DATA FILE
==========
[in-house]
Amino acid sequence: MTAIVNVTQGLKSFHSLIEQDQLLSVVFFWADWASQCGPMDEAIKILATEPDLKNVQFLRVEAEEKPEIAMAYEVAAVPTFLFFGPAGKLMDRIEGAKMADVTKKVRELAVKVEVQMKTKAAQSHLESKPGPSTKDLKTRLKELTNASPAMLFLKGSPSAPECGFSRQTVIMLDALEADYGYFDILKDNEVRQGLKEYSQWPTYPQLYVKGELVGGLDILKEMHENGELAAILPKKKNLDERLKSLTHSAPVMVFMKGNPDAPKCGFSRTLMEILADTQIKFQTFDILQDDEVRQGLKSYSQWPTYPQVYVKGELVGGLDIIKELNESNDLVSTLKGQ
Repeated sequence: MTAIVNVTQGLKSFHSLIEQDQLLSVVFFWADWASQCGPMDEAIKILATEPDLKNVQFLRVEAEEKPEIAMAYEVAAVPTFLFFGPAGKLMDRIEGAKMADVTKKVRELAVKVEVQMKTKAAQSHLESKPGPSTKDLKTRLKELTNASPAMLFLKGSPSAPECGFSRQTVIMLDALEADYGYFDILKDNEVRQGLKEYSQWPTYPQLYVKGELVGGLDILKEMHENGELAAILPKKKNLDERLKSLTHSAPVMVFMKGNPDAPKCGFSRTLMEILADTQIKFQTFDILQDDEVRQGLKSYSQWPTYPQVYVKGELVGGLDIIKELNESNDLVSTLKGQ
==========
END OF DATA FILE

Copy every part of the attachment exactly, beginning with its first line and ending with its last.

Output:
[in-house]
Amino acid sequence: MTAIVNVTQGLKSFHSLIEQDQLLSVVFFWADWASQCGPMDEAIKILATEPDLKNVQFLRVEAEEKPEIAMAYEVAAVPTFLFFGPAGKLMDRIEGAKMADVTKKVRELAVKVEVQMKTKAAQSHLESKPGPSTKDLKTRLKELTNASPAMLFLKGSPSAPECGFSRQTVIMLDALEADYGYFDILKDNEVRQGLKEYSQWPTYPQLYVKGELVGGLDILKEMHENGELAAILPKKKNLDERLKSLTHSAPVMVFMKGNPDAPKCGFSRTLMEILADTQIKFQTFDILQDDEVRQGLKSYSQWPTYPQVYVKGELVGGLDIIKELNESNDLVSTLKGQ
Repeated sequence: MTAIVNVTQGLKSFHSLIEQDQLLSVVFFWADWASQCGPMDEAIKILATEPDLKNVQFLRVEAEEKPEIAMAYEVAAVPTFLFFGPAGKLMDRIEGAKMADVTKKVRELAVKVEVQMKTKAAQSHLESKPGPSTKDLKTRLKELTNASPAMLFLKGSPSAPECGFSRQTVIMLDALEADYGYFDILKDNEVRQGLKEYSQWPTYPQLYVKGELVGGLDILKEMHENGELAAILPKKKNLDERLKSLTHSAPVMVFMKGNPDAPKCGFSRTLMEILADTQIKFQTFDILQDDEVRQGLKSYSQWPTYPQVYVKGELVGGLDIIKELNESNDLVSTLKGQ